Each year, tens of thousands of car accidents happen in Florida. From West Palm Beach to Orlando, Tampa, Jacksonville, and beyond, the Sunshine State is bustling year-round. Some drivers are headed to business meetings, some are hurrying home for the day, and others are vacationing, which means they’re even more likely to be distracted while driving in an unfamiliar place.
When it comes to safety on Florida roads and highways, this combination of locals and tourists can become a recipe for a car crash disaster. Most people assume it’ll never happen to them… until it does.
This article is meant to prepare you for that dreaded event that occurs when you least expect it: an auto accident that leaves you physically injured, financially strained, and stressed out.
1) Call for help. Even if you don’t immediately see or feel an injury, it doesn’t mean you haven’t sustained one. The same goes for anyone else at the scene. The health and safety of everyone involved should be the priority. Contact the police or call 911 as soon as possible. An officer will arrive to assess the scene and write a police report, while medical personnel will evaluate all parties for signs of injury.
2) Stay put! Some people leave the scene too soon after an accident, especially if there wasn’t any significant damage to vehicles and everyone involved appeared to be “okay.” However, this can be a grave mistake, as it could be perceived as fleeing the scene to avoid responsibility. This could not only make you look guilty but result in criminal charges. It doesn’t matter if you have somewhere to be – staying put until an officer gives you the green light to leave is paramount.
3) Collect evidence from the scene. One of the most significant benefits of smartphones is the ease with which they allow us to take pictures. And one of the most important places to take pictures is at the scene of an accident (as soon after the collision as possible). Be sure to capture photos of the surrounding intersection, including street names, signs, and lights.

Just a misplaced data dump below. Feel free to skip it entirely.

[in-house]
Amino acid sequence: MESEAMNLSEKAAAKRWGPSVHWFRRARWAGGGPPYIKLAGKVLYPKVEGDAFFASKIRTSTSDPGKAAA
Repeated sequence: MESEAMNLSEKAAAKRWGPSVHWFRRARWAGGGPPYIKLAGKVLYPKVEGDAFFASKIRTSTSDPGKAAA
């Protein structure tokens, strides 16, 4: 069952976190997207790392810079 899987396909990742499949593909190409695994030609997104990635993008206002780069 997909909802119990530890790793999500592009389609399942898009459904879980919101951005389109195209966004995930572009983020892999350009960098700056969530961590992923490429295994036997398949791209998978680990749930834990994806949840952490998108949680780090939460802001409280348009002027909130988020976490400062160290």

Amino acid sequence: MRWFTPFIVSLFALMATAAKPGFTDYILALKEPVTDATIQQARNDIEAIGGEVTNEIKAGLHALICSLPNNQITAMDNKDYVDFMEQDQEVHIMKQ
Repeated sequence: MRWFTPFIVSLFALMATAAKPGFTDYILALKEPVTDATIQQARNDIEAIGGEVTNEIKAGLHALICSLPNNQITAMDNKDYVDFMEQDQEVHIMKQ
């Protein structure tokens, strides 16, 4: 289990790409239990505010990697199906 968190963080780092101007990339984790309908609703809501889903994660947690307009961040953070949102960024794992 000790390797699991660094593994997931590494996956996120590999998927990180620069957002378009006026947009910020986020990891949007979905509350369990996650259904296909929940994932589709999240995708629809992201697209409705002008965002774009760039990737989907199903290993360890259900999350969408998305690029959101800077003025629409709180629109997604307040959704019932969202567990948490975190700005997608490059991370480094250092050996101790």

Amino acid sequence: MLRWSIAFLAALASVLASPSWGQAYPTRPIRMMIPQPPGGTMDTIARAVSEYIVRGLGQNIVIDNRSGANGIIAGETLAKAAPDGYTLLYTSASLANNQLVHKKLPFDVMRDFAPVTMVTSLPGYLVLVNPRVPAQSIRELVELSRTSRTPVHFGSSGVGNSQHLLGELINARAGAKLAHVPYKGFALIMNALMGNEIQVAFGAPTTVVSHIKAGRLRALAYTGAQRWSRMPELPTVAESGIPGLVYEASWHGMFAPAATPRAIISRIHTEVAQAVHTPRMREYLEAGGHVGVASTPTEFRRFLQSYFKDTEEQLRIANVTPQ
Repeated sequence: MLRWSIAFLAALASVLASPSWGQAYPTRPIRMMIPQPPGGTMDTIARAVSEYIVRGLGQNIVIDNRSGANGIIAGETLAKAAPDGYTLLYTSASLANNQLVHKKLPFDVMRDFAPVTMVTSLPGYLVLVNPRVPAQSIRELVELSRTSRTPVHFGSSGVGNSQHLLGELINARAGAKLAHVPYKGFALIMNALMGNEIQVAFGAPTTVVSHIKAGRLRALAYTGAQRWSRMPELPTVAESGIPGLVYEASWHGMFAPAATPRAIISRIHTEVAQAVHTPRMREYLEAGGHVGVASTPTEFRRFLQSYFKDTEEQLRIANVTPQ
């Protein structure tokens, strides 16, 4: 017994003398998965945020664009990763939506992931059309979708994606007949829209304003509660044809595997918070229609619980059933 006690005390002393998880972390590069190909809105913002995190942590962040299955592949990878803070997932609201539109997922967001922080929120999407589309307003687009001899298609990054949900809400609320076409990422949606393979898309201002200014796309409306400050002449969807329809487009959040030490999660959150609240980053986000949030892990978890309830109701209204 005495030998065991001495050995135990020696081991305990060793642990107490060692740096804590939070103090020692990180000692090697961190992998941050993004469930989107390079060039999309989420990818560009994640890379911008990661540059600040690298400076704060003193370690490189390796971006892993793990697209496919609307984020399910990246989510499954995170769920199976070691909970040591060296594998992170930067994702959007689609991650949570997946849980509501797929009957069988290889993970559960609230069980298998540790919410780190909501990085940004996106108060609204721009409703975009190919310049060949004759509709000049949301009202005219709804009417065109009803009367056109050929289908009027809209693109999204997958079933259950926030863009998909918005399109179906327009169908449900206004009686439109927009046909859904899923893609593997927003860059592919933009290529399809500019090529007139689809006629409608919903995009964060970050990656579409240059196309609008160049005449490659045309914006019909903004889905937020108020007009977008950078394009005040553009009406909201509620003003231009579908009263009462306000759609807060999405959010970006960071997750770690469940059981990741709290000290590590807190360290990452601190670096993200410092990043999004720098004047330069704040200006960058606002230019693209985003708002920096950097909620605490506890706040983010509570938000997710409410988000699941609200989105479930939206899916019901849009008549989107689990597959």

In addition to taking pictures, gather the contact information of bystanders who could serve as witnesses and the other drivers involved in the accident. This information could prove extremely useful, especially if the other driver(s) try to blame you for the accident, despite it not being your fault.
4) Notify your insurance company. Under Florida law, all drivers must carry at least $10,000 in personal injury protection (PIP) coverage. This will help pay for your medical bills and lost wages, even if you are eventually found to have been entirely at fault for the accident. However, you need to report the accident and injuries to your insurance company as soon as possible to take advantage of PIP. In addition, you need to ensure that medical treatment for your injuries begins within two weeks of the accident; if you wait longer, PIP might not cover you.
5) Call a Florida personal injury attorney who handles auto accidents in the area where the accident occurred. Far too many people underestimate the value of hiring a personal injury attorney who can help navigate an auto accident claim. From collecting hard-to-obtain evidence to speaking with witnesses and handling communications with the insurance companies, an experienced car accident lawyer will help prove that the accident was not your fault.
If money is a concern, remember that most personal injury attorneys won’t charge you a penny until you receive a settlement.
At Fenstersheib Law Group, you’ll find a team of seasoned and compassionate personal injury attorneys dedicated to resolving your car accident claim as quickly and smoothly as possible – helping you to relax and focus on your physical and emotional recovery.
If you’re not ready to commit but need someone to discuss your case with, we’re here to listen and eager to hear from you.
Our main office is in Hallandale Beach, Florida, and we have secondary Florida offices
located in Hollywood, Miramar, Fort Lauderdale, West Palm Beach, Orlando, Sarasota, Tampa, & Jacksonville.
Call Fenstersheib Law Group at 800-TELL-ROBERT.